Like elsewhere in Varanasi’s vicinity, road building activities are going on everywhere in Ghazipur.


Ghazipur: On the eastern fringes of Uttar Pradesh, where the state shares its border with Bihar, is located the Ghazipur Lok Sabha constituency, in the heart of the region known as Purvanchal. Electoral battle lines are clearly drawn here: the fight is between vikas (development) and jaati (caste). As a bright young man, Ajit, asserts to this newspaper on a searing hot afternoon this week, “Jiska vikas mudda hai woh Bharatiya Janata Party ko vote karega, aur jiska jaati mudda hai woh Mahagathbandhan (MGB) ko vote dega (For whom development is the issue will vote for BJP, for whom caste is the issue will vote for MGB)”. Ajit is a student. He is doing his BA second year from a Ghazipur college. A first-time voter, he plans to cast his vote for the BJP “for the work done” by the sitting MP, Union Minister of State for Railways—also Minister of State (independent charge) Ministry of Communications—Manoj Sinha, and for Prime Minister Narendra Modi “for securing the nation and for avenging the Pulwama martyrs”. Ajit’s full name is Ajit Yadav. He is a “Yaduvanshi” and he should have been a “natural” voter for the MGB, but he takes great pride in his ability to rise above his caste and he may not be alone in this.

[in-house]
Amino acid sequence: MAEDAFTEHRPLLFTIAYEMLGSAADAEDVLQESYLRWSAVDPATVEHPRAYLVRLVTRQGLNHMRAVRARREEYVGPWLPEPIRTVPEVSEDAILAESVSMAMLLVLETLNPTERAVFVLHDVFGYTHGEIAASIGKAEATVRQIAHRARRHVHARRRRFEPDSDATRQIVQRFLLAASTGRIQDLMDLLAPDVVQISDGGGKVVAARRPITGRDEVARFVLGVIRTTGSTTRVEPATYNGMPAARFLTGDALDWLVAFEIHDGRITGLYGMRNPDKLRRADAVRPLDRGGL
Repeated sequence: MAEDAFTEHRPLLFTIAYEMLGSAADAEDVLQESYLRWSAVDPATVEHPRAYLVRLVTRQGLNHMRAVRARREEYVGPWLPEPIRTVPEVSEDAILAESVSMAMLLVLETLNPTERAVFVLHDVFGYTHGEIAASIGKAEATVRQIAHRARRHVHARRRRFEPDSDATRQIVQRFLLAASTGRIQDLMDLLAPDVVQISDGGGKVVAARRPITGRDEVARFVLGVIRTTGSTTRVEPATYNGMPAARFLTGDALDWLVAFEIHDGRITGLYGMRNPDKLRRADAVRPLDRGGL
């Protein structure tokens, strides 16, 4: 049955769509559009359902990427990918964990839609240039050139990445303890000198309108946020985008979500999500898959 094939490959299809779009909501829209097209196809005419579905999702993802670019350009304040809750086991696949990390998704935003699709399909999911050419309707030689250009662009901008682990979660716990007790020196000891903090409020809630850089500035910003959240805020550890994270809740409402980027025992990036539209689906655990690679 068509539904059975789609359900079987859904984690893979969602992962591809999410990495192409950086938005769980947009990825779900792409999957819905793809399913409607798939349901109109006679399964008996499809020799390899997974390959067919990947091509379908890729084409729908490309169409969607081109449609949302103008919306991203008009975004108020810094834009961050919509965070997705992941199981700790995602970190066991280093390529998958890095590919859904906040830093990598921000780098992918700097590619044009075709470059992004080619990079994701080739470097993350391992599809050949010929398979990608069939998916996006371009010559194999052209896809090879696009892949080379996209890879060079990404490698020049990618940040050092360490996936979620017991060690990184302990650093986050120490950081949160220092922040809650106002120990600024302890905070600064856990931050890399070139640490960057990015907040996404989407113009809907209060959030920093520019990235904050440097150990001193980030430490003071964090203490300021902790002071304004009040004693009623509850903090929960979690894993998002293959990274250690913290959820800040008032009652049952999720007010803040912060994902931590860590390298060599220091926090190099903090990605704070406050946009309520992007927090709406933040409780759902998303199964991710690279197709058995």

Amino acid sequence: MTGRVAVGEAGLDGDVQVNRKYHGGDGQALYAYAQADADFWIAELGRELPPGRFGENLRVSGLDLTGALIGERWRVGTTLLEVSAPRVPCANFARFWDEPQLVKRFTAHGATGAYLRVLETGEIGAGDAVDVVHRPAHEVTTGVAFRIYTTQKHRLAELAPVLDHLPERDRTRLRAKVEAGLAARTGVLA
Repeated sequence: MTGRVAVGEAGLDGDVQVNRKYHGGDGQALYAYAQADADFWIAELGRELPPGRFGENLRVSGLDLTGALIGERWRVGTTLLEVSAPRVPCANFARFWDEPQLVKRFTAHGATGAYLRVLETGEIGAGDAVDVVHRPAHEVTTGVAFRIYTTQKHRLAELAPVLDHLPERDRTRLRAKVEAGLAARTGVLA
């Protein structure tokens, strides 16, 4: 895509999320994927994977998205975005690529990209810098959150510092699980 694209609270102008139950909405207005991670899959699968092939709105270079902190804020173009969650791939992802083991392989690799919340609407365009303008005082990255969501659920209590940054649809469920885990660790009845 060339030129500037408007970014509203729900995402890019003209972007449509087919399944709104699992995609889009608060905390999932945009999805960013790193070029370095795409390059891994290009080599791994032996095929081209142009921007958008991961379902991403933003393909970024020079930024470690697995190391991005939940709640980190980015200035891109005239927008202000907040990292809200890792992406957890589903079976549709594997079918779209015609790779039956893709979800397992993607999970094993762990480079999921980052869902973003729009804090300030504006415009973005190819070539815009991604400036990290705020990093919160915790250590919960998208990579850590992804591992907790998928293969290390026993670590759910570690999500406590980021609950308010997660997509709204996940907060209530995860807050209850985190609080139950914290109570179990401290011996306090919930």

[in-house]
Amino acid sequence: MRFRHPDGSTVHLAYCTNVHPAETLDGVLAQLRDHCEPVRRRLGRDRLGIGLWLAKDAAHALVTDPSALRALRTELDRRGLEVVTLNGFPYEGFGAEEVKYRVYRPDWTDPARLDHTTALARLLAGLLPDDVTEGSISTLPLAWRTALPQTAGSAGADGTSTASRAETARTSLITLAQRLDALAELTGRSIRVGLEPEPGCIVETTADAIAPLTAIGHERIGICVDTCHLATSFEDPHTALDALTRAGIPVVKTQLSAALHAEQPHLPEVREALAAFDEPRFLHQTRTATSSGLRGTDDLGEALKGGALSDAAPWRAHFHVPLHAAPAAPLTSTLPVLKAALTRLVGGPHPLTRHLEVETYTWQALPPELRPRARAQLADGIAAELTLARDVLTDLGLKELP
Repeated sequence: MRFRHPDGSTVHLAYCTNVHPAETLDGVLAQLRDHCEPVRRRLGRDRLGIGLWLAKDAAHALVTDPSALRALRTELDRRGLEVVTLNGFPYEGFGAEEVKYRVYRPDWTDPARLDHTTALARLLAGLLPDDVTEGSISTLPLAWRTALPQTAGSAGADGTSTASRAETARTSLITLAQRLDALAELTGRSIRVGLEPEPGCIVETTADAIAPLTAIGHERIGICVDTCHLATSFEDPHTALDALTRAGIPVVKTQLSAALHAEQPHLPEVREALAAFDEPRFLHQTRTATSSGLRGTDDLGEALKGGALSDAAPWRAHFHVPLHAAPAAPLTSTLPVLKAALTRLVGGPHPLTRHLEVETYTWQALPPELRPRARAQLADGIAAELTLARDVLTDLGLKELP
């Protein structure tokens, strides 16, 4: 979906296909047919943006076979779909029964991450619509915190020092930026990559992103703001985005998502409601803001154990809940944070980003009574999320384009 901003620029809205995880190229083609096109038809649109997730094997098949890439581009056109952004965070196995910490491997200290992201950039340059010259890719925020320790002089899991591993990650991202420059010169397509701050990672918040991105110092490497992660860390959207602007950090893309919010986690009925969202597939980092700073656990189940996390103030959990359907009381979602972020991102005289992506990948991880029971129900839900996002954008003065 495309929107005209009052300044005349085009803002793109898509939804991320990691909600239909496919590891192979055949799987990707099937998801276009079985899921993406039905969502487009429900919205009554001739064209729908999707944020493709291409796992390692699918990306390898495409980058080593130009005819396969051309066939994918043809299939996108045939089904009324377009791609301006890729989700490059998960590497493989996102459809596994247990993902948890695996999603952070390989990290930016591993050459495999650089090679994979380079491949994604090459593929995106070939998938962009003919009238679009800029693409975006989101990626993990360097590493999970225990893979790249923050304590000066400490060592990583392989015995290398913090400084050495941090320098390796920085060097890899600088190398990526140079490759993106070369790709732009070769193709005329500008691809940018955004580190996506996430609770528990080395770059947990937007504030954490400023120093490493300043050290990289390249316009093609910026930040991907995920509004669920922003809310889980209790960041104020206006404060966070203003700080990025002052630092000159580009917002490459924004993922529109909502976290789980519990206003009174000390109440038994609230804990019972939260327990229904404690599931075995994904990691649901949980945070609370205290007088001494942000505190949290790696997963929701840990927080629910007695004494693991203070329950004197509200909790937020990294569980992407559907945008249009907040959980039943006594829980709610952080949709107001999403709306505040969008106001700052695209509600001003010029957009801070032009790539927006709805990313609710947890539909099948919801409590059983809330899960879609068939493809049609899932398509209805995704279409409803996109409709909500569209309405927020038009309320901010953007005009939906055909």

On the road to Ghazipur from Varanasi, while stuck in an inordinately long traffic jam at Saidpur, a reserved Assembly segment under the control of Samajwadi Party, a conversation starts with the driver of a neighbouring vehicle. Vinod Yadav, in his 20s, drives cars for a living and plans to vote for Manoj Sinha “for the RO plant the minister has started” in the constituency.

The roads of Ghazipur stretch like an endless dream.

The MGB candidate from Ghazipur is Afzal Ansari of Mayawati’s Bahujan Samaj Party. He is the brother of dreaded don Mukhtar Ansari, currently in prison, and is equally dreaded himself. That Ansari, originally with SP, is fighting on a “Harijan party” BSP’s ticket, has made it easier for the two Yadavs to rise above their caste allegiances. This adds some grist to the speculation that the Yadav vote in Uttar Pradesh may not be going to the BSP en masse.